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In the first article in this series I wrote about the various ways in which big data needs to be considered over and above what database you are going to host it on, specifically with respect to governance and management of that data. One of the issues I highlighted was trust: if you can’t trust the data you are basing your decisions on then you are effectively up the proverbial creek without the requisite paddle. Of course, this applies to conventional analytic environments as well and, heaven knows, there are plenty of companies that are still making decisions based upon faulty data though often that is a matter of either wilful ignorance or blindness to reality; they should wake up and smell the coffee – but that’s another story.
Anyway, let’s suppose that you have got the message about good quality data with respect to your normal transactional environment. Is there any logical reason why the same shouldn’t apply to big data? Of course there are differences: machine generated data is not usually subject to errors unless there is a fault in the sensor or whatever device you are using and many (most?) modern devices are capable of detecting when a fault has arisen and alerting that fact so that relevant results can be ignored. However, machine generated data is prone to duplication. A simple example would be a call detail record (CDR) in a mobile phone environment. If you are moving while phoning and transferring from one antenna to another then you will generate more than one CDR for the same call. Actually, it’s more complex than this but you get the idea. And the same applies to other sorts of sensor-based systems as well as things like capital markets.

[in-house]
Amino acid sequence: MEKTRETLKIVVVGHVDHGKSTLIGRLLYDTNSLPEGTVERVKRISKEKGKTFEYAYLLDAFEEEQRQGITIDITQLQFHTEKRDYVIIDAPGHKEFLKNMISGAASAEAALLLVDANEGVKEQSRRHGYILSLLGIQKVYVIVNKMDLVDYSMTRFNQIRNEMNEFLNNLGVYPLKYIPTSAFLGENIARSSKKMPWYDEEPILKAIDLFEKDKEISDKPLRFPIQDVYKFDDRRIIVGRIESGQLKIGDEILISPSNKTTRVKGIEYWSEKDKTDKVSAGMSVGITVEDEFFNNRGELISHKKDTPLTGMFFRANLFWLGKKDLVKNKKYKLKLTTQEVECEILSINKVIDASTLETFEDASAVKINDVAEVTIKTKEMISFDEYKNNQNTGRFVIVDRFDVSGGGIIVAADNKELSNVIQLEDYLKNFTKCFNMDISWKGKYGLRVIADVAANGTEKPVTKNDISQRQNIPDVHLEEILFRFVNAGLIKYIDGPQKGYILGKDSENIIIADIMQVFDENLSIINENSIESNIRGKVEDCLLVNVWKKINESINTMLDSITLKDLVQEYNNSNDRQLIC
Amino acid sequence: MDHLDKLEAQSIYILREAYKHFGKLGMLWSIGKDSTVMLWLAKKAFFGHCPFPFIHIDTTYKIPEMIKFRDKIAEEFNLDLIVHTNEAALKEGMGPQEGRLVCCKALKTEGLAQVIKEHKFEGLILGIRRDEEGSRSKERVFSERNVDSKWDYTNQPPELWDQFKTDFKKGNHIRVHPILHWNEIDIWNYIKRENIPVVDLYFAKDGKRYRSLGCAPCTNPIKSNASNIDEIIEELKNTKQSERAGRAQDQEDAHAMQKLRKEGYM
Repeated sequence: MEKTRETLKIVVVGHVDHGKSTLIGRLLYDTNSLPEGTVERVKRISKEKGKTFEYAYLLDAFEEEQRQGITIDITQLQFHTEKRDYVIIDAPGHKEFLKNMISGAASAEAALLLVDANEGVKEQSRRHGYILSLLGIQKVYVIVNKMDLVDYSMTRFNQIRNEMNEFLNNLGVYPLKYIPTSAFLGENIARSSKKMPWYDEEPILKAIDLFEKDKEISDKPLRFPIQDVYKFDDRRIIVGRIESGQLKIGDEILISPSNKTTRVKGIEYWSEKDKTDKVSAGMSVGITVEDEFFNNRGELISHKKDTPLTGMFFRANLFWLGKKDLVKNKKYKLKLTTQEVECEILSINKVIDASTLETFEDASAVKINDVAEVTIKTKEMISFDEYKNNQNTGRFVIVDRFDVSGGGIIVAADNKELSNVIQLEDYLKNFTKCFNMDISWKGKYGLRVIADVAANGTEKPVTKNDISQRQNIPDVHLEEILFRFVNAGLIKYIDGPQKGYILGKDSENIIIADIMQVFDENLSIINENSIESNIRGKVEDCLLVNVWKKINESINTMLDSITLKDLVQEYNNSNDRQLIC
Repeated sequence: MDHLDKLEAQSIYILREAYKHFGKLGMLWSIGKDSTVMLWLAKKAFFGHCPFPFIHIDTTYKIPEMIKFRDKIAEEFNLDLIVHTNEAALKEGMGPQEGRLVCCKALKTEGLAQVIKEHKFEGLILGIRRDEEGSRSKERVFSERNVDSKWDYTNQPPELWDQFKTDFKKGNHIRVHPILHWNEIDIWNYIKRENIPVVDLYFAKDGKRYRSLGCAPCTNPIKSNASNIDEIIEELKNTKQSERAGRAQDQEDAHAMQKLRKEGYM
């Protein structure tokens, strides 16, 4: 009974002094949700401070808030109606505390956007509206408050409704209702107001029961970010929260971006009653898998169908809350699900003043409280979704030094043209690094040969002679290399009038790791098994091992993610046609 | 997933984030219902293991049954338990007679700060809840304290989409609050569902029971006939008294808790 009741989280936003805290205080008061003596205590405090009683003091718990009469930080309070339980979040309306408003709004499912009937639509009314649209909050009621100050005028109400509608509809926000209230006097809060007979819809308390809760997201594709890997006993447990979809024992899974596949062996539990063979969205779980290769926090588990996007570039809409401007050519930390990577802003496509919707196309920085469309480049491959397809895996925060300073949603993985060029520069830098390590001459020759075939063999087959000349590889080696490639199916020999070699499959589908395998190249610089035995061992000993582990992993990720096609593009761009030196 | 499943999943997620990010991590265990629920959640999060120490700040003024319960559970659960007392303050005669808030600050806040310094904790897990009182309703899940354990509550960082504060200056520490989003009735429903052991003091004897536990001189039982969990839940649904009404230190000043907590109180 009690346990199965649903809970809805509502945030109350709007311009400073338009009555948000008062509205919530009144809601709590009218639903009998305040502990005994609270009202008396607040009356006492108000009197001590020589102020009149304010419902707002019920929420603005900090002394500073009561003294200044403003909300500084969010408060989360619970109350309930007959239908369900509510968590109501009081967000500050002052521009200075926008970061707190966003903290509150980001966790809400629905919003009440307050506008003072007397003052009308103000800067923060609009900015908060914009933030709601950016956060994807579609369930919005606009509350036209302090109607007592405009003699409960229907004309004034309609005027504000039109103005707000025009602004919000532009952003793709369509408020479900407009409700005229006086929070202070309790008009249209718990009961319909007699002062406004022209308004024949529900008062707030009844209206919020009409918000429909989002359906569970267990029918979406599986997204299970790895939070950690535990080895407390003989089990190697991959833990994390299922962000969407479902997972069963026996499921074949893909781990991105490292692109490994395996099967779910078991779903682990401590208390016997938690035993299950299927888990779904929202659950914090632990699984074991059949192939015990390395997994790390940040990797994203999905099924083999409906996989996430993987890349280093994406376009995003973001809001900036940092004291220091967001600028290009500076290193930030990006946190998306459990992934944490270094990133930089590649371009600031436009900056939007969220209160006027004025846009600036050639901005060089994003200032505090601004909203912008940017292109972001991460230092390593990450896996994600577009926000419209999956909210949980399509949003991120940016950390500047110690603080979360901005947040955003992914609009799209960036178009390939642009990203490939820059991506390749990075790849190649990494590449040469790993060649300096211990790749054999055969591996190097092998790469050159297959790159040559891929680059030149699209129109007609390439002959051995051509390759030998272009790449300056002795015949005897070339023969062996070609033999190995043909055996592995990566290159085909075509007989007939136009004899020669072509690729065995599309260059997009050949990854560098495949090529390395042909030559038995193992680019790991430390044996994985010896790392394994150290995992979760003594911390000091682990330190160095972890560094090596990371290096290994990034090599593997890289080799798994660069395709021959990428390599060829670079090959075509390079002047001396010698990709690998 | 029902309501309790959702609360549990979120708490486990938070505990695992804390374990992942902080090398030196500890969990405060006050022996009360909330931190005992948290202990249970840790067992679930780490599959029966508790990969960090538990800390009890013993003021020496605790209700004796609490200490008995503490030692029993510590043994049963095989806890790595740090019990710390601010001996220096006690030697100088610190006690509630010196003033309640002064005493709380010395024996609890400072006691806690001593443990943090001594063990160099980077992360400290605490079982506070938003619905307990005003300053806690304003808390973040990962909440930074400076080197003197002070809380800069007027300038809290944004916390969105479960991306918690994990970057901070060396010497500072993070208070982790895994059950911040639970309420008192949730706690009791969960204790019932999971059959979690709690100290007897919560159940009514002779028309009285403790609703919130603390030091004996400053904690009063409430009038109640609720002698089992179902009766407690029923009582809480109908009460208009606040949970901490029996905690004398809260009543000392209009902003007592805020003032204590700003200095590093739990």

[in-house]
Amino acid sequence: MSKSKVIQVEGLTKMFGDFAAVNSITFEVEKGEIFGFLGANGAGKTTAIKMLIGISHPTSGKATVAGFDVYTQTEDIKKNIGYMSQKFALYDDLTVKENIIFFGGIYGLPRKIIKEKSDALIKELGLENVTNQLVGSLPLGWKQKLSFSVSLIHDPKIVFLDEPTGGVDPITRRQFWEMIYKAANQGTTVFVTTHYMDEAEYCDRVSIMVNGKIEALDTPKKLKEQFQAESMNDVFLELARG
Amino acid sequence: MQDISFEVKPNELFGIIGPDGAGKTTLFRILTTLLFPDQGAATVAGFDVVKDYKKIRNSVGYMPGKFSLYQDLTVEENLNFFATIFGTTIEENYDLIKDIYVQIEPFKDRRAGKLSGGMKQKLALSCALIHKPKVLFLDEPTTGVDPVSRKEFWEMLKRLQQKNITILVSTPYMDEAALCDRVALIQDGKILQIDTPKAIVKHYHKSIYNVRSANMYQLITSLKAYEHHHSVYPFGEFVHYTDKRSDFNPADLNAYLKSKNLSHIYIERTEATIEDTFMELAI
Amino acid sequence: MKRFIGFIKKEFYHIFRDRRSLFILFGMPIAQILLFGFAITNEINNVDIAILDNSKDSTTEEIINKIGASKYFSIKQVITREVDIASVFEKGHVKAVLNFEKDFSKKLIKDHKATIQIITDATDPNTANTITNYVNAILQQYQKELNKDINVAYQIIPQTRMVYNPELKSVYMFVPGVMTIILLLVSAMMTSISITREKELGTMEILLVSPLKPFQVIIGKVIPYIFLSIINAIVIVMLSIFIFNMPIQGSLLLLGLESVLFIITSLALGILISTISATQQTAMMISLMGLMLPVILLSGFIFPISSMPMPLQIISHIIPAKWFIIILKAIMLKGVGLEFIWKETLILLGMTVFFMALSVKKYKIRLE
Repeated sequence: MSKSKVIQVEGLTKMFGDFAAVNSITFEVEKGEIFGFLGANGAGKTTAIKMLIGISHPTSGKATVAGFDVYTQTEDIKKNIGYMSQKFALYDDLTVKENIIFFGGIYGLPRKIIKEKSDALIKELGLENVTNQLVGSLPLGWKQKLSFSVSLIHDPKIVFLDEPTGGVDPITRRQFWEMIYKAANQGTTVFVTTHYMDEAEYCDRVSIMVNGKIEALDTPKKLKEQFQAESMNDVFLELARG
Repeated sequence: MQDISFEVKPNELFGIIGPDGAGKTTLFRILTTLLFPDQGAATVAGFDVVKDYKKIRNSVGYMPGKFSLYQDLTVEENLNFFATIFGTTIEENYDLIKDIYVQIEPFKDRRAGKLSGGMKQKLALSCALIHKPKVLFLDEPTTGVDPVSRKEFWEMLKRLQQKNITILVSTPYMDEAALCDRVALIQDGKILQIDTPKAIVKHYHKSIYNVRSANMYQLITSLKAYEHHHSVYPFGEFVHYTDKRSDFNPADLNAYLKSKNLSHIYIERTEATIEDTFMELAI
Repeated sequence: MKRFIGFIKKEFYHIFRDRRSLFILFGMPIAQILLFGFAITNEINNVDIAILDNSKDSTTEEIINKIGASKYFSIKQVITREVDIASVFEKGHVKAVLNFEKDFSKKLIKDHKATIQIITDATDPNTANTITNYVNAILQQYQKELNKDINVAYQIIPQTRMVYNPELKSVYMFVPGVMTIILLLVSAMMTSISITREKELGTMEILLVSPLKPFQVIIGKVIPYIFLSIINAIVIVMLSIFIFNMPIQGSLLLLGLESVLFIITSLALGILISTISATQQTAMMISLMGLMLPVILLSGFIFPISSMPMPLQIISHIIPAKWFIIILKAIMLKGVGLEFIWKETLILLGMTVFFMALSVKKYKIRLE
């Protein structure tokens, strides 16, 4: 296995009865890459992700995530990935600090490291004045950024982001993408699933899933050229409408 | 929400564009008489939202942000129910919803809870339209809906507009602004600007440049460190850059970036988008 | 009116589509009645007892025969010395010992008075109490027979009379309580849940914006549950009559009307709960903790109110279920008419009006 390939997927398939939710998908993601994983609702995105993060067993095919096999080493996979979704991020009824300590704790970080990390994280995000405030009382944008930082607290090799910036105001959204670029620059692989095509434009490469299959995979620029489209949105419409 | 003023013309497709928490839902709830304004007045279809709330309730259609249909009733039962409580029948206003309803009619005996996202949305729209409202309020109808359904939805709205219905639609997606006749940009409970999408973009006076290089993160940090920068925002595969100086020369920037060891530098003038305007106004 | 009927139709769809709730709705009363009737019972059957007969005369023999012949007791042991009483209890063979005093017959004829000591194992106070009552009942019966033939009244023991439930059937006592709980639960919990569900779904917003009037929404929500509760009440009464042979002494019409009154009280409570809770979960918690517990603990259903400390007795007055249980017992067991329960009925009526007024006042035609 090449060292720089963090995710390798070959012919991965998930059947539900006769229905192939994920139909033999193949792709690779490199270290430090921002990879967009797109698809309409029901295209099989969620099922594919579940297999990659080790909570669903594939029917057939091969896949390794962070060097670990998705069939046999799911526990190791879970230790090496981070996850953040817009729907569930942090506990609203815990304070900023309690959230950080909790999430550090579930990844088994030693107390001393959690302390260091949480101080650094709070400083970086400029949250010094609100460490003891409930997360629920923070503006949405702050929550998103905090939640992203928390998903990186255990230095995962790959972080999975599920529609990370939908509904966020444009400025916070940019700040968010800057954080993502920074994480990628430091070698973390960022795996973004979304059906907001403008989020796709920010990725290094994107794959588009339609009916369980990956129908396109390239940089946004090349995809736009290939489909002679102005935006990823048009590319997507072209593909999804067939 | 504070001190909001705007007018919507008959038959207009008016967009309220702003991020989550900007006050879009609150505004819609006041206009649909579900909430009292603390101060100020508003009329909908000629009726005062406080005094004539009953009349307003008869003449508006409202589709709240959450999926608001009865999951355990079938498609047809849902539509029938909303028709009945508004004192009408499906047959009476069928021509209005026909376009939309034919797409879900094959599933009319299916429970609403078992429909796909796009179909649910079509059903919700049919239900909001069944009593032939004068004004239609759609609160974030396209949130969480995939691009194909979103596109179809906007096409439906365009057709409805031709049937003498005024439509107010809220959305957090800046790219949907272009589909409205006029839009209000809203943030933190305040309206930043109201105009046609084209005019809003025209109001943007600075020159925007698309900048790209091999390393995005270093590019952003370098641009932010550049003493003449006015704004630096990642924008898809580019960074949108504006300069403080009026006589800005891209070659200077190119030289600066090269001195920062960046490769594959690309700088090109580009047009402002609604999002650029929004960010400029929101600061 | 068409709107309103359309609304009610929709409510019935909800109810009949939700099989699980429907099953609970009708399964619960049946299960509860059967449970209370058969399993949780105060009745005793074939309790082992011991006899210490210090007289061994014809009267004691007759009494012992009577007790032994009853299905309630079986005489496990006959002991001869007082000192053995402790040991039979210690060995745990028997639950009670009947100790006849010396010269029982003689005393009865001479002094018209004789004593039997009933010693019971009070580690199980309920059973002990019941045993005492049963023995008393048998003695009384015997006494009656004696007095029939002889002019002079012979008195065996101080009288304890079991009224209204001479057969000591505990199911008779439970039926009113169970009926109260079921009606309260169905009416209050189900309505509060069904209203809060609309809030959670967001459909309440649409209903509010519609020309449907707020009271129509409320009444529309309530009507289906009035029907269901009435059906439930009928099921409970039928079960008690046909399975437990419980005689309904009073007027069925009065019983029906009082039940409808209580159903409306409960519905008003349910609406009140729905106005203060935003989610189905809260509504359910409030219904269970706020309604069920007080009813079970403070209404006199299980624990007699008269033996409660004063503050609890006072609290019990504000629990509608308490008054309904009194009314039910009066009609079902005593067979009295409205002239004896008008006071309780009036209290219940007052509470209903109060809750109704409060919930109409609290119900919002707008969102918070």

When it comes to unstructured data from social media you also have duplication issues (retweets for example) as well as abbreviations and spelling mistakes to consider. While you might like to have semantically aware analytic tools the truth is that these will never cover all the possible combinations of what may crop up. And even if you could there will need to be human intervention at least on some occasions: does LOL stand for “lots of love” or “laugh out loud”? It’s not difficult to imagine situations where the latter is pouring scorn on whatever is being discussed while the former is simply a sign-off.
So, the bottom line is that you need data quality or, more broadly, data governance, for big data just as much as you do for conventional data. It may be nuanced and have slightly different emphases but the requirement remains. Moreover, because you are likely to have different types of big data to analyse, then you will need different approaches depending on the type of data.
Data governance may be further complicated if you are streaming data in real-time. For this sort of data, assuming you also need real-time analyses, then you are going to have to assume that the data is accurate: you may have time to remove duplicates and you might have time to detect missing data but you are certainly not going to have time to do much else.